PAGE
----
I. Instructional Faculty and Class Size
I-1. Please report number of instructional faculty members in each category for Fall 2001.
following definition of instructional faculty is used by the American
Association of University Professors (AAUP) in its annual Faculty
Compensation Survey. Instructional Faculty is defined as those members
of the instructional-research staff whose major regular assignment
is instruction, including those with released time for research. Institutions
are asked to EXCLUDE:
(a) instructional faculty in preclinical and clinical medicine
(b) administrative officers with titles such as dean of students, librarian,
registrar, coach, and the like, even though they may devote part of
their time to classroom instruction and may have faculty status,
(c) undergraduate or graduate students who assist in the instruction of
courses, but have titles such as teaching assistant, teaching fellow,
and the like
(d) faculty on leave without pay, and
(e) replacement faculty for faculty on sabbatical leave.
Full-time: faculty employed on a full-time basis
Part-time: faculty teaching less than two semesters, three quarters,
two trimesters, or two four-month sessions. Also includes adjuncts
and part-time instructors.
faculty: includes faculty who designate themselves as black, non-Hispanic;
American Indian or Alaskan native; Asian or Pacific Islander; or Hispanic.
Doctorate: includes such degrees as Doctor of Education, Doctor of
Juridical Science, Doctor of Public Health, and Doctor of Philosophy
degree in any field such as agronomy, food technology, education,
engineering, public administration, ophthalmology, or radiology.
First-professional: includes the fields of dentistry (DDS or DMD), medicine
(MD), optometry (OD), osteopathic medicine (DO), pharmacy (DPharm
or BPharm), podiatric medicine (DPM), veterinary medicine (DVM), chiropractic
(DC or DCM), law (JD) and theological professions (MDiv, MHL).
Terminal degree: the highest degree in a field: example, M. Arch (architecture) and MFA (master of fine arts).
|a.) Total number of instructional faculty
|b.) Total number who are members of minority groups
|c.) Total number who are women
|d.) Total number who are men
|e.) Total number who are nonresident aliens (international)
|f.) Total number with doctorate, first professional, or other terminal degree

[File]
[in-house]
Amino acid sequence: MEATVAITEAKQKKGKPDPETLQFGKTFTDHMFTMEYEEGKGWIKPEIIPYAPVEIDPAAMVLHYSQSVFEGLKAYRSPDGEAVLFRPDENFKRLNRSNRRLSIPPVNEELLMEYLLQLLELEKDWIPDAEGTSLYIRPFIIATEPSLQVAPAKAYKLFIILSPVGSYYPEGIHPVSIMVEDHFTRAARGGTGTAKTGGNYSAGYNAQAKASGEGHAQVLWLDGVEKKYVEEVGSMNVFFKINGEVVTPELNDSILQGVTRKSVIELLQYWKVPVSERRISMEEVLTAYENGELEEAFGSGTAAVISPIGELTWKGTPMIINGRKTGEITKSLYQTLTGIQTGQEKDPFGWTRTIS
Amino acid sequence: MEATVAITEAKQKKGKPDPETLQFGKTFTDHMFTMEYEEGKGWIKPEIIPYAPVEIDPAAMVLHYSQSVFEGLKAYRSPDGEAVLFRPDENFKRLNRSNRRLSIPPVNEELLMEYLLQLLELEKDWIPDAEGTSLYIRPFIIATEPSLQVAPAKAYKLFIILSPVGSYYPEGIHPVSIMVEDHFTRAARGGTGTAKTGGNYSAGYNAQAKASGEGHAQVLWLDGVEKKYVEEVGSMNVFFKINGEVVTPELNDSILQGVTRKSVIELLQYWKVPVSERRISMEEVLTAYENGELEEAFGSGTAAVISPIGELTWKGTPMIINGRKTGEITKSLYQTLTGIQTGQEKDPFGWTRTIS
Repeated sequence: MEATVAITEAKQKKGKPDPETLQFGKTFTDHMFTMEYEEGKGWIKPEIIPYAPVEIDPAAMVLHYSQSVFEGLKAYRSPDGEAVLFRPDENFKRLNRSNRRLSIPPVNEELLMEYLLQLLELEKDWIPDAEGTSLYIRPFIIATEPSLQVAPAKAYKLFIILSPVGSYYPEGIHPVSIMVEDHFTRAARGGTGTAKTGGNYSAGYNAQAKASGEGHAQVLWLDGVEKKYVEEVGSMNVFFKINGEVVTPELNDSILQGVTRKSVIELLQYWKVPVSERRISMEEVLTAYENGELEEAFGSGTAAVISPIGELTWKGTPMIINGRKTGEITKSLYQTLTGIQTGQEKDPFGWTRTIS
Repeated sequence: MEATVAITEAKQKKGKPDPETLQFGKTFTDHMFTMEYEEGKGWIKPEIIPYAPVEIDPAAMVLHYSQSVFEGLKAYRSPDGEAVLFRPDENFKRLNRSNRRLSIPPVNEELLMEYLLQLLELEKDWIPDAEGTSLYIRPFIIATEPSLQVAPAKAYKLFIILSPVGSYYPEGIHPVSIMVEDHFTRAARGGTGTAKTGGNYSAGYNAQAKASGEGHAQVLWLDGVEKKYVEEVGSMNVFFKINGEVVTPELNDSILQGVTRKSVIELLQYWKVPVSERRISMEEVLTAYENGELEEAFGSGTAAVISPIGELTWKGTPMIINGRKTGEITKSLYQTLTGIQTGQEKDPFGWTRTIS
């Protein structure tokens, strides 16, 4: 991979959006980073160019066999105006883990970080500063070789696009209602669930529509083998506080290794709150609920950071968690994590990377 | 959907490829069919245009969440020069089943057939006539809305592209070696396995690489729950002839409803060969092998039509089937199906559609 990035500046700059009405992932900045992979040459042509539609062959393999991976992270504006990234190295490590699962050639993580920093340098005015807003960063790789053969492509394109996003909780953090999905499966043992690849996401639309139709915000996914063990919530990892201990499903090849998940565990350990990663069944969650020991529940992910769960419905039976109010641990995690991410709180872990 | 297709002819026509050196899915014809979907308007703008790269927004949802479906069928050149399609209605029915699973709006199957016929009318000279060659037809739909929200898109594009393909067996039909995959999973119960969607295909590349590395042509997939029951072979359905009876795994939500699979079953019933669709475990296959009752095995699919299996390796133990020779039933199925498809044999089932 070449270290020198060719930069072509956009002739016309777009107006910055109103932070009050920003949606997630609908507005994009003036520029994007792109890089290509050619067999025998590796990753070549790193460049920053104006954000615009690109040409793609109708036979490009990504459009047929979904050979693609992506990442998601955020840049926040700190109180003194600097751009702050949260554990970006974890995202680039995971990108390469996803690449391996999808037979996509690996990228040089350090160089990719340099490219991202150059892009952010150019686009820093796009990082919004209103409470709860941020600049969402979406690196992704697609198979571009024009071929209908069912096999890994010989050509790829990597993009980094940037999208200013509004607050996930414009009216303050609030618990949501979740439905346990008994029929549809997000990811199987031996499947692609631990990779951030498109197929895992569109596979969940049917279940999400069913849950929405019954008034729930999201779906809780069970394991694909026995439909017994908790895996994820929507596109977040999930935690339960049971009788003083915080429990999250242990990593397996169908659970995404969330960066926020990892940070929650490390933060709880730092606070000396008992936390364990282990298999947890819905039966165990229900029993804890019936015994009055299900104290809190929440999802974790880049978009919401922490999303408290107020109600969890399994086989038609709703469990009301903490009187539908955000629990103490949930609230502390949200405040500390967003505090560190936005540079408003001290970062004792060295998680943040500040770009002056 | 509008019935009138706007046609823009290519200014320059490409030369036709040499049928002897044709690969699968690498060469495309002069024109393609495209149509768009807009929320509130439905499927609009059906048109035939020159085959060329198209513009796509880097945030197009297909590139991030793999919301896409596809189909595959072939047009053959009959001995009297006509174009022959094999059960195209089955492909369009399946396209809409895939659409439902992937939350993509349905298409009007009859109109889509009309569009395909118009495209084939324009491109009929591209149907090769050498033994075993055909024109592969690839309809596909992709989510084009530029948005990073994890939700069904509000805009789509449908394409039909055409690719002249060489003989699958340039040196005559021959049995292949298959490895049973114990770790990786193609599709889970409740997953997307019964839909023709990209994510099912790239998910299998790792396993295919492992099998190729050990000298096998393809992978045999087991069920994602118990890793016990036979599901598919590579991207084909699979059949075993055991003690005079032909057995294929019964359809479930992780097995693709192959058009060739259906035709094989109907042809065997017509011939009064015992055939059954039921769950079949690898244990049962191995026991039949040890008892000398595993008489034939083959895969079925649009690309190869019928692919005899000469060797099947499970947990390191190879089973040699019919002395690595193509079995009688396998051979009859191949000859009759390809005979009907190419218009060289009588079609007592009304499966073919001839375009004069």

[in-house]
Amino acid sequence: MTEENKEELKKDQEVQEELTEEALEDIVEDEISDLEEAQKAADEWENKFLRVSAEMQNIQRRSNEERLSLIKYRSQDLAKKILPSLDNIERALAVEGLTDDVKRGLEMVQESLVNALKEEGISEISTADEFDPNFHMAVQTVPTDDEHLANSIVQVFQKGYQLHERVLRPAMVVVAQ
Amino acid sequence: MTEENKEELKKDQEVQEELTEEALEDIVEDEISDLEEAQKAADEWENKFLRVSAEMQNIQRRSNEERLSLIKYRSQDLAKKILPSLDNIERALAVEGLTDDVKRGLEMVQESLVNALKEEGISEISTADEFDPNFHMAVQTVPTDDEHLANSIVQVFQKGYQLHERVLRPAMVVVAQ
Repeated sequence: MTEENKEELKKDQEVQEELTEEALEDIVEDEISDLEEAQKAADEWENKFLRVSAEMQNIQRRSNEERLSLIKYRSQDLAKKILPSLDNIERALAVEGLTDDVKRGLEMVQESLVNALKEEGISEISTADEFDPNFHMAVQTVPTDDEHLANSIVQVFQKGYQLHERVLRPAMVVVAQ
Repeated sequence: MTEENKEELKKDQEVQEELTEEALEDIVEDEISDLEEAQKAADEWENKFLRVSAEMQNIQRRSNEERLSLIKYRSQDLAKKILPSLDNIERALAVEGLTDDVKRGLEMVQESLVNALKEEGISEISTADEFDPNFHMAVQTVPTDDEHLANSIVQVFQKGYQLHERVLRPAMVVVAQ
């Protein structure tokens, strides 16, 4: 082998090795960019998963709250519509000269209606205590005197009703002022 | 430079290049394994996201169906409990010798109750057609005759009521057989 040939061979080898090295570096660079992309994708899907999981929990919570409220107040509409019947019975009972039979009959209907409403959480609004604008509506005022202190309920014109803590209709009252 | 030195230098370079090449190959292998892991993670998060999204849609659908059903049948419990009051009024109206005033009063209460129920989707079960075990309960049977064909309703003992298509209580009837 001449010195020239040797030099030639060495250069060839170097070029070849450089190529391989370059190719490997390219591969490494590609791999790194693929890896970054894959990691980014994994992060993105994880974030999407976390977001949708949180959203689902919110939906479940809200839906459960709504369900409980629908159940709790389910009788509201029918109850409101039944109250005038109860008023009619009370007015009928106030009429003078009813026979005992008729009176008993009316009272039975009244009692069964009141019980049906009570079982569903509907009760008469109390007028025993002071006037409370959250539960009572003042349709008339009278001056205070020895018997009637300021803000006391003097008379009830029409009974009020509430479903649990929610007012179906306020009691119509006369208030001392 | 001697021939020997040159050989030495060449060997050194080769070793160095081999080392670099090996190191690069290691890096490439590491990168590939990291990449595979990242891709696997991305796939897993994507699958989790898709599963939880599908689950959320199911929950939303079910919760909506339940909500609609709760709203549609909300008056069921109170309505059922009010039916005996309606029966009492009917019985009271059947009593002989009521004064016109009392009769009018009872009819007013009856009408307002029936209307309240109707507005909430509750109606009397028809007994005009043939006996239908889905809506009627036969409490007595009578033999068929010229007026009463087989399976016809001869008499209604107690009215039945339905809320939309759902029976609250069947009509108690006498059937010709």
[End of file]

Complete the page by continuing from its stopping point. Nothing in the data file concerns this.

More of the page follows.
|g.) Total number whose highest degree is a master's but not a terminal master's
|h.) Total number whose highest degree is a bachelor's
|i.) Total number whose highest degree is unknown or other (Note: Items f, g, h, and i must sum up to item a.)
I-2. Student to Faculty Ratio
Report the Fall 2001 ratio of full-time equivalent students (full-time plus
1/3 part time) to full-time equivalent instructional faculty (full
time plus 1/3 part time). In the ratio calculations, exclude both
faculty and students in stand-alone graduate or professional programs
such as medicine, law, veterinary, dentistry, social work, business,
or public health in which faculty teach virtually only graduate level
students. Do not count undergraduate or graduate student teaching
assistants as faculty.
Fall 2001 Student to Faculty ratio: 16 to 1.
I-3. Undergraduate Class Size
In the table below, please use the following definitions to report information
about the size of classes and class sections offered in the Fall 2001
Class Sections: A class section is an organized
course offered for credit, identified by discipline and number, meeting
at a stated time or times in a classroom or similar setting, and not
a subsection such as a laboratory or discussion session. Undergraduate
class sections are defined as any sections in which at least one degree-seeking
undergraduate student is enrolled for credit. Exclude distance
learning classes and noncredit classes and individual instruction
such as dissertation or thesis research, music instruction, or one-to-one
readings. Exclude students in independent study, co-operative programs,
internships, foreign language taped tutor sessions, practicums, and
all students in one-on-one classes. Each class section should be counted
only once and should not be duplicated because of course catalog cross-listings.
Class Subsections: A class subsection includes
any subsection of a course, such as laboratory, recitation, and discussion
subsections that are supplementary in nature and are scheduled to
meet separately from the lecture portion of the course. Undergraduate
subsections are defined as any subsections of courses in which degree-seeking
undergraduate students enrolled for credit. As above, exclude noncredit
classes and individual instruction such as dissertation or thesis
research, music instruction, or one-to-one readings. Each class subsection
should be counted only once and should not be duplicated because of
Using the above definitions, please report for each of the following class-size
intervals the number of class sections and class subsections
offered in Fall 2001. For example, a lecture class with 800 students
who met at another time in 40 separate labs with 20 students should
be counted once in the "100+" column in the class section column and
40 times under the "20-29" column of the class subsections table.
Number of Class Sections with Undergraduates Enrolled
Undergraduate Class Size (provide numbers)
|CLASS SUB- SECTIONS